- The Washington Times - Thursday, June 11, 2009

Six years ago he was a middling player in the NHL, a grinder whose team came agonizingly close to the Stanley Cup. Twelve months ago it seemed his coaching career was still in its infancy as an assistant coach in the American Hockey League.

Yes, Dan Bylsma is not quite two months older than one of his players. But the trajectory of his career has rocketed upward in the past year, and he is now two days away from coaching a Game 7 in the Stanley Cup Finals.

“My family has come to see me, and it’s like, ‘Can you believe what’s happening? Can you believe?’ And I’m like, ‘Not really. I can’t believe it,’ ” Bylsma said. “I’m not a person who likes to deny my thoughts or what I’m going through or ignore everything around me. It’s a unique opportunity.”

Bylsma was promoted to coach of the Wilkes-Barre/Scranton Penguins last summer, but his time as an AHL bench boss was improbably short. The parent club was the defending Eastern Conference champion, and Michel Therrien was months removed from being one of three finalists for the Jack Adams Award, given to the NHL’s top coach.

Still, the Pittsburgh Penguins floundered in the middle of the regular season and fell to 10th place in the conference. After one particularly embarrassing blowout defeat to Toronto in mid-February, general manager Ray Shero decided it was time for a switch.

Enter Bylsma, a 38-year-old with one season as assistant at the NHL level and less than one as a head coach in professional hockey. His aggressive philosophy was a departure from Therrien’s defensive-minded style, and the young, talented Penguins were quickly sold on the move.

“It wasn’t hard convincing them, I don’t think,” Bylsma said. “The game by nature is aggressive and in-your-face and confrontational. If you’re not playing it that way, you know it. You know when another team’s taking it to you. You know when you’re waiting or letting the play come to you.

“As players, every player in that room has had success at some point in time due to their skill level or the teams they’ve played on being aggressive and taking the play to the other team. That’s the way the game should be played and needs to be played to tip the scales in your favor.”

A team that once relied on mistakes from its opponents and its power play for offense transformed into an attacking group that generated more chances at even strength. The Penguins climbed to fourth place by regular season’s end and again navigated through the Eastern Conference in the postseason.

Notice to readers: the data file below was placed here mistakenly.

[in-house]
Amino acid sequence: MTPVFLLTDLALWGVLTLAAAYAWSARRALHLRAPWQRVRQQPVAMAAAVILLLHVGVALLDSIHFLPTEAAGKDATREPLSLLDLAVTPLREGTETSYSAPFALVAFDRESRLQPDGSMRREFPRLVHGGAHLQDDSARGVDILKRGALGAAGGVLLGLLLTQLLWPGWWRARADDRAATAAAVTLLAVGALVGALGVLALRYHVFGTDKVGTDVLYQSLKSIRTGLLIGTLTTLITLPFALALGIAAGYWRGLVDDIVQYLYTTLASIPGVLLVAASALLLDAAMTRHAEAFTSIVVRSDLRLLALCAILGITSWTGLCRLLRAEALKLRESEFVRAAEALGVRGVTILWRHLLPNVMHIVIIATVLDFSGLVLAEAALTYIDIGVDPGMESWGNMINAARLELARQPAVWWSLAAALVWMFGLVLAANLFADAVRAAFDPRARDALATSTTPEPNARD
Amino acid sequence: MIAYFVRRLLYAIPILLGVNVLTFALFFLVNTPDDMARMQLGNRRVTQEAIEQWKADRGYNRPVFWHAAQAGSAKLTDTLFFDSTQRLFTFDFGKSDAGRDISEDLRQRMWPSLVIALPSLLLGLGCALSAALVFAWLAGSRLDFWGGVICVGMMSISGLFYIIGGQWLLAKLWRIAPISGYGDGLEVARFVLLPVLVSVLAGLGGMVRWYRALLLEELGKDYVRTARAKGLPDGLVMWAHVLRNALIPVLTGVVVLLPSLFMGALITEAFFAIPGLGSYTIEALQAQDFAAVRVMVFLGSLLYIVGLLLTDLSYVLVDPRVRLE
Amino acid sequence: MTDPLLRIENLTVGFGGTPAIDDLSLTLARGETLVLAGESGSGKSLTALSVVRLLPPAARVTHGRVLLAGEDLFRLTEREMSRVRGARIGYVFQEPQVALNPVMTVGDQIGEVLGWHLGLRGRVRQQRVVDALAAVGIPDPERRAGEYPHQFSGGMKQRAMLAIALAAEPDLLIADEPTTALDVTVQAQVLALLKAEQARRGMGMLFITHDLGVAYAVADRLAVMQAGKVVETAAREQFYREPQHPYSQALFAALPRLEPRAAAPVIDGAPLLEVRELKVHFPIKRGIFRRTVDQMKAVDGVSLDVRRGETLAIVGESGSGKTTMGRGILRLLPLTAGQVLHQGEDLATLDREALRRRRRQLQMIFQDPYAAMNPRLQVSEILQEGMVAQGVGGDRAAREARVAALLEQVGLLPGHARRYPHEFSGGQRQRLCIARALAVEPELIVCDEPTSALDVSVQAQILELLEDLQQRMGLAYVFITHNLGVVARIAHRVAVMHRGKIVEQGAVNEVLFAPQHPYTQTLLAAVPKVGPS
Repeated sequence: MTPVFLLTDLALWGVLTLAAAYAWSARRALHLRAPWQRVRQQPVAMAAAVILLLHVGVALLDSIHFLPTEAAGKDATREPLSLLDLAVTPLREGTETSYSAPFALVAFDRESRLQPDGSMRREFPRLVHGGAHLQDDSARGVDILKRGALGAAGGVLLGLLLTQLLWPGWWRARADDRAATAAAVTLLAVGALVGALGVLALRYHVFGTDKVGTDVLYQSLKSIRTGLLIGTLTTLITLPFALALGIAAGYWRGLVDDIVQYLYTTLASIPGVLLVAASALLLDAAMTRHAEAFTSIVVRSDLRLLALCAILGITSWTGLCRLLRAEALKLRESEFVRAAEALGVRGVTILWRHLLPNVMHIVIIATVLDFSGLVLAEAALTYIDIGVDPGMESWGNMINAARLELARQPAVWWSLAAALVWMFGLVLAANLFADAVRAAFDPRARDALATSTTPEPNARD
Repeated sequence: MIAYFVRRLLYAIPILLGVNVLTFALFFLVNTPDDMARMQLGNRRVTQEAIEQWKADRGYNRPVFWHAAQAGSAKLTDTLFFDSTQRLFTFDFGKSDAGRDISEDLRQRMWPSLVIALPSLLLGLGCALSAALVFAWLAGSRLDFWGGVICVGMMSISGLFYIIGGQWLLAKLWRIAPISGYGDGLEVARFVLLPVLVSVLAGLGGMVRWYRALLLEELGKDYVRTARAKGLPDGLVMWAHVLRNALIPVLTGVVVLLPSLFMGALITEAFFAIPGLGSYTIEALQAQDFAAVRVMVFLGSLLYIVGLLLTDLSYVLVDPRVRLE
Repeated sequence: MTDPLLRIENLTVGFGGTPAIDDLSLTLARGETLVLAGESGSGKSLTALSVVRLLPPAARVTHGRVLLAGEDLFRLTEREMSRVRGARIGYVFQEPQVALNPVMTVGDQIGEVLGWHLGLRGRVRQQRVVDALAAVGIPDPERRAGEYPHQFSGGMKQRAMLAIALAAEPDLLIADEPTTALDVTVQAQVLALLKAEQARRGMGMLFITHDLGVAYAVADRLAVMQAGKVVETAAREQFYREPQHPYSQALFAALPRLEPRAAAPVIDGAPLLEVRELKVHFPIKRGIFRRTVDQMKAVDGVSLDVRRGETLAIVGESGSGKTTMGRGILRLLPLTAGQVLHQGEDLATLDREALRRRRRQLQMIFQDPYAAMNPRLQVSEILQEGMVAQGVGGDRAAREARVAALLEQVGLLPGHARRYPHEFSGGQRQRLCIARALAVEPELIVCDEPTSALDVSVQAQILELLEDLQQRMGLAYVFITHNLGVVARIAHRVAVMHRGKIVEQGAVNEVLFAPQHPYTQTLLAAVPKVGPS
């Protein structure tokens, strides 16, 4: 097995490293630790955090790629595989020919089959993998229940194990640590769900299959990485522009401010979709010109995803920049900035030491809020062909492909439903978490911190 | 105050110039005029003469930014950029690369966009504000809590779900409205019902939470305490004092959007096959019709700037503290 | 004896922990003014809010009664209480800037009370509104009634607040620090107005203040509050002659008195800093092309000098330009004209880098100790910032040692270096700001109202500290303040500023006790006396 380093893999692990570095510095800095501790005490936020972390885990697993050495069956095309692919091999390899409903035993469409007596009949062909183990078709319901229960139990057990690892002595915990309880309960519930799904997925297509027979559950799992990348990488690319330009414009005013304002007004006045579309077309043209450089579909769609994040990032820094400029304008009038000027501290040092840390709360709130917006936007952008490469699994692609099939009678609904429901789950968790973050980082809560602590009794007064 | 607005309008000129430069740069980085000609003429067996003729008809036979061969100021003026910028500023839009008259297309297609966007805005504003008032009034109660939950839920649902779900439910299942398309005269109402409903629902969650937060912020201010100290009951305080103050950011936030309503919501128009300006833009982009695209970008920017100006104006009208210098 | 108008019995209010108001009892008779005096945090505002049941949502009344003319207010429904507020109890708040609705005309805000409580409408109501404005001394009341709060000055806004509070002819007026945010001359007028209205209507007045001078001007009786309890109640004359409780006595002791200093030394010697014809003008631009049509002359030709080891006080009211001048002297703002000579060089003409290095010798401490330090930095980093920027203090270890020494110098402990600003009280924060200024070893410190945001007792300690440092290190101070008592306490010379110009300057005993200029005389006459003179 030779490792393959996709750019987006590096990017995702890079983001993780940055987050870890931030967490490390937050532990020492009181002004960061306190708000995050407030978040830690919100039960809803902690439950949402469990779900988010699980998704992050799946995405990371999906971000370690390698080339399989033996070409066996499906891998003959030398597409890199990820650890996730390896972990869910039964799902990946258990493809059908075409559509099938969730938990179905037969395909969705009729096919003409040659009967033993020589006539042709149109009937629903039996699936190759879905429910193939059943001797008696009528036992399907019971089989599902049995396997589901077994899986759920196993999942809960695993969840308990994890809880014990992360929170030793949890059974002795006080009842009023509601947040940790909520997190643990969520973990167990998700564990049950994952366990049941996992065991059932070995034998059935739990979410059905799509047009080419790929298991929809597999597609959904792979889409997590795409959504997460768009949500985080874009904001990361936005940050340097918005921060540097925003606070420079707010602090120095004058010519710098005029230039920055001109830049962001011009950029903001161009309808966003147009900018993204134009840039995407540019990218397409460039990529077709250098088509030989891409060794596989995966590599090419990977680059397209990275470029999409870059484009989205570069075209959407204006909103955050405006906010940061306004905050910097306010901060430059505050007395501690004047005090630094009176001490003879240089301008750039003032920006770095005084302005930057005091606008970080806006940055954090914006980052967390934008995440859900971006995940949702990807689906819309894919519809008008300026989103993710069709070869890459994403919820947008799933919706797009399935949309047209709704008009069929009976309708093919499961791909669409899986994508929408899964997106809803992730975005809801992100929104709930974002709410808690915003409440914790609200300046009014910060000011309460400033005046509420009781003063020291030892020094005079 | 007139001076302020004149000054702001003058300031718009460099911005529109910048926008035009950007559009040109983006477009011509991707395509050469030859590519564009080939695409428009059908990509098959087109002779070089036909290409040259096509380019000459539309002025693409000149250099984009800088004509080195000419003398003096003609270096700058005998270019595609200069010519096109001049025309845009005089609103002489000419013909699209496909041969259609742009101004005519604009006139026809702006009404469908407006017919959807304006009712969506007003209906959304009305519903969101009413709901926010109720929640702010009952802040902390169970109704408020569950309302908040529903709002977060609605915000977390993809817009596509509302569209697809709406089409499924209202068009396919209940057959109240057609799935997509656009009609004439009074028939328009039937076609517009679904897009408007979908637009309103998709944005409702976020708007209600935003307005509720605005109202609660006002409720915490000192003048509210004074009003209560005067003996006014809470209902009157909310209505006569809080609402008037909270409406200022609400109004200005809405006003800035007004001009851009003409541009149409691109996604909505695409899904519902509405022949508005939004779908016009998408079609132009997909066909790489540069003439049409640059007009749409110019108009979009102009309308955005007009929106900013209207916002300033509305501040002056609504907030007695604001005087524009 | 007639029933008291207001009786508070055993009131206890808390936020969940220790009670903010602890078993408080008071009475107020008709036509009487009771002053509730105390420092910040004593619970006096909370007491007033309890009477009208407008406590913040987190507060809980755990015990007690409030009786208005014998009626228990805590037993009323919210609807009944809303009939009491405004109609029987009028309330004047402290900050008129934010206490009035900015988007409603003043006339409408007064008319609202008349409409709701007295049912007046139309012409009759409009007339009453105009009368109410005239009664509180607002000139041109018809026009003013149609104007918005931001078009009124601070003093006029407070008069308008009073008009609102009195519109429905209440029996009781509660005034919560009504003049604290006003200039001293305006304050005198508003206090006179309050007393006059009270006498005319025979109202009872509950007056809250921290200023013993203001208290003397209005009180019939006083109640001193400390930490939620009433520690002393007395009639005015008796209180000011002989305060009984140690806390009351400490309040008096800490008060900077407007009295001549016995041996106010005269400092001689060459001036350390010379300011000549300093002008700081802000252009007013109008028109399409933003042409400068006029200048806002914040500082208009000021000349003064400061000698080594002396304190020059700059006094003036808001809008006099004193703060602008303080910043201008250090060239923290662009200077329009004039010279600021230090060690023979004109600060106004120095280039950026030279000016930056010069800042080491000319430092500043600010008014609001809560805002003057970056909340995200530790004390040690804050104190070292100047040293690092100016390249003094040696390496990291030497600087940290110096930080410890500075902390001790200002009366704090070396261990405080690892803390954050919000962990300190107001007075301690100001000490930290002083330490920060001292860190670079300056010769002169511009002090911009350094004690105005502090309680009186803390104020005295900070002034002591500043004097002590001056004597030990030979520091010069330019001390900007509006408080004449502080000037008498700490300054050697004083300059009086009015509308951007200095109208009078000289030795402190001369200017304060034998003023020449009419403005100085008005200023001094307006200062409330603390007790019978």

“I think just Coach Bylsma has brought a new sense of confidence into the room,” defenseman Rob Scuderi said. “At the time when they made the switch, things weren’t going so well for us.”

Added center Jordan Staal: “I think Dan brings a lot of energy every day. You know, sometimes you don’t even think he sleeps at night. When he wakes up in the morning he’s ready to go every time. It’s always nice to come to the rink and have him jumping around and excited to go out and play some hockey. So he’s always fun to be around with, and he’s fun to play for. Obviously, everyone wants to work hard for him.”

There are several similarities between Bylsma and Washington Capitals coach Bruce Boudreau. Both were hired with zero NHL head coaching experience; both turned around young, talented teams by getting them to play more aggressively; and both were journeymen as players.

But Boudreau spent the better part of two decades as a coach in the minors before getting his shot in the big leagues. There may be several new coaches in the NHL this season who got their opportunity in part because of Boudreau’s success with the Caps last year, and coaches like Bylsma, Florida’s Peter DeBoer and Ottawa’s Cory Clouston are all significantly younger.

Bylsma is less than two months older than Penguins forward Bill Guerin and is the youngest coach in the league. Detroit’s Mike Babcock was Bylsma’s coach in 2003 when Anaheim faced this same situation - a Game 7 on the road for a chance to win the Stanley Cup.

New Jersey defeated Anaheim 3-0 in that contest, and Bylsma distinctly remembers a picture of himself in USA Today the next day after he had tipped a shot toward Devils goalie Martin Brodeur.

“That’s the agony and the beautiful thing of sport - that we play a game, and we play it for some great reasons: to win a Cup, to win a trophy, to be the best,” Bylsma said. “When you don’t get it, it’s painful. And when you get it, it’s glorious, and you get a lot of good pictures. You take the bad ones if you don’t win, and you put them in a basement in a box somewhere.

“We’re looking for one we can hang on the wall.”

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